Therefore, H9c2 cells were challenged with 60 [micro]M [H.sub.2][O.sub.2] for 3 hours and then cultured with fresh complete medium containing various concentrations of Nar. Senescence hallmarks were assessed 72 h later (Figure 2(b)).

Treatment with 40 [micro]M Nar significantly protected the cells from the senescence-inducing insult; specifically, it decreased the number of sa-[beta]-gal positive cells (p < 0.01, Figures 2(b) and 2(c)). In contrast, treatment with 4 [micro]M Nar failed to prevent the development of cellular senescence, although a trend for a reduction in the number of senescent cells was evident (Figure 2(b)). Thus, the 40 [micro]M concentration was selected for subsequent assays. Notably, previous human pharmacokinetic analyses have shown that Nar, following a single oral administration of 135 mg (equal to 1 or 2 glasses of grapefruit juice), is rapidly absorbed and its concentration in plasma reaches a peak of approximately 10 [micro]M in 3.5 hours [27, 55]. Furthermore, Nar cotreatment abolished the increase in p16 and p21 mRNA due to [H.sub.2][O.sub.2] (p < 0.01 and p < 0.001, Figure 2(d)) and reduced the cell cycle arrest in G2/M (p < 0.01, Figure 2(e)).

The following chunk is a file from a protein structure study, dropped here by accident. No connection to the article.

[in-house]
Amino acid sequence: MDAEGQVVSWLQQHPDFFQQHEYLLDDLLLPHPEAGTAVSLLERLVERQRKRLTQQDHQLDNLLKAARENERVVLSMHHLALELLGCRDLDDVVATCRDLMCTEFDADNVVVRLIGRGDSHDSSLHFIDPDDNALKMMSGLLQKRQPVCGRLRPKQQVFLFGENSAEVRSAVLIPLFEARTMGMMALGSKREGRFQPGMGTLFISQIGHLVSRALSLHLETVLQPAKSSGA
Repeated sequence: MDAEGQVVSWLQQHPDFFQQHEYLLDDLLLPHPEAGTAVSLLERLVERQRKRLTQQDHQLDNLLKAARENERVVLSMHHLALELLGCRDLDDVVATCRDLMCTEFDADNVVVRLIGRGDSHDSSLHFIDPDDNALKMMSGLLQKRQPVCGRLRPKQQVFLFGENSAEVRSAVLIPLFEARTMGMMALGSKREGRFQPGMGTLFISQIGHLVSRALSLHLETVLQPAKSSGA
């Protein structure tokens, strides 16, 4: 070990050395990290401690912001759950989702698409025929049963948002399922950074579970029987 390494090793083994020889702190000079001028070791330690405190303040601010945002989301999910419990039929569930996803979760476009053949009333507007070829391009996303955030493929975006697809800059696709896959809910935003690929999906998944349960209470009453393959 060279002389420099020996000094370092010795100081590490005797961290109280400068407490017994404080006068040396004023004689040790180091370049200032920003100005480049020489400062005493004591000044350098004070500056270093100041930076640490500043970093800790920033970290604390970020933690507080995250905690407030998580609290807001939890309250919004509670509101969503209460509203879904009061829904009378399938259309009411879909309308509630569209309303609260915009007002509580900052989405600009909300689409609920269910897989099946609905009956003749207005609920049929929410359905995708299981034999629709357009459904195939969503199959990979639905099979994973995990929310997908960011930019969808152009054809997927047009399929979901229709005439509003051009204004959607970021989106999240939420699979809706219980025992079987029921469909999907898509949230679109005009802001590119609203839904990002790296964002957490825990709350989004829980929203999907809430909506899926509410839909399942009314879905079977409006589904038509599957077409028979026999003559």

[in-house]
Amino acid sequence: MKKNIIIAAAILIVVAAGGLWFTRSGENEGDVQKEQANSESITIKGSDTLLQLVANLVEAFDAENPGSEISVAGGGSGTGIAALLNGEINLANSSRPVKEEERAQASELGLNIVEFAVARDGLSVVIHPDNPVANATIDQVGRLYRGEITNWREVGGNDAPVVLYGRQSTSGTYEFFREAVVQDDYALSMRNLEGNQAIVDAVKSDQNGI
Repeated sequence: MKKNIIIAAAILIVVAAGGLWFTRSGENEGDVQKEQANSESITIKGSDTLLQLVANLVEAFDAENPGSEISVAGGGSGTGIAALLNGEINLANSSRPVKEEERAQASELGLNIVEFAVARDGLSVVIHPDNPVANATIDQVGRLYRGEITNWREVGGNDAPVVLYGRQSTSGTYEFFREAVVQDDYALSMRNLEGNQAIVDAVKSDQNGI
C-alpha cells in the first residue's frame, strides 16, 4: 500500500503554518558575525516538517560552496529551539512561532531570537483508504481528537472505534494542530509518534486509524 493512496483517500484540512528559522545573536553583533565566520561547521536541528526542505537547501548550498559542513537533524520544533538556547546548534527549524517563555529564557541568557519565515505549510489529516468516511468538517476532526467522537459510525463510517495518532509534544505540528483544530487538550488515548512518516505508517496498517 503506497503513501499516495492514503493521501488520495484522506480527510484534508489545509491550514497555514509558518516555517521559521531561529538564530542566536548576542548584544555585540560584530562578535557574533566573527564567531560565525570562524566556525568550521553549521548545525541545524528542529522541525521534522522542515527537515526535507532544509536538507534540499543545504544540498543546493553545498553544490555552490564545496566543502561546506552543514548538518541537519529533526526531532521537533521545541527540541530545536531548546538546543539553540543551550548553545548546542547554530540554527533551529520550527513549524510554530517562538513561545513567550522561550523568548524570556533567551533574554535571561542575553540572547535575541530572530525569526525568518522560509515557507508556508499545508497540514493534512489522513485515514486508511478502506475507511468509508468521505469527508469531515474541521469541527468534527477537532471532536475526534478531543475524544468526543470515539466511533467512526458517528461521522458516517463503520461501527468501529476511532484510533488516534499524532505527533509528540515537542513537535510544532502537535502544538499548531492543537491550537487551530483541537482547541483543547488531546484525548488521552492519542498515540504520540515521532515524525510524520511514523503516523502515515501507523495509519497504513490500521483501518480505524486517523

Collectively, the present data showed for the first time that Nar treatment counteracts the manifestation of the senescent hallmarks in [H.sub.2][O.sub.2]-treated cells, which suggests that it has the ability to prevent the prematurely induced senescence in H9c2 cells. In a very recent review, Nar was identified as an effective antiaging ingredient among the traditional Chinese medicine natural products [56]. This hypothesis has been proposed based on the activity of Nar to increase glucose uptake in skeletal muscle cells through activation of AMPK [57]. In addition, the recent data obtained using old rats have confirmed this assumption. Indeed, flavanone administration to old male rats was able to modulate the activity of antioxidant enzymes including catalase, superoxide dismutase 1, and glutathione reductase. All of these enzymes significantly decrease during aging, and their activities were found to be increased in flavanone-fed old rats compared to vehicle-treated animals. Furthermore, thiobarbituric acid reactive substances (TBARS) were significantly decreased by Nar administration, and the membrane phospholipid composition was improved in favor of [omega]-3 PUFA and the [omega]-6/[omega]-3 PUFA ratio [18].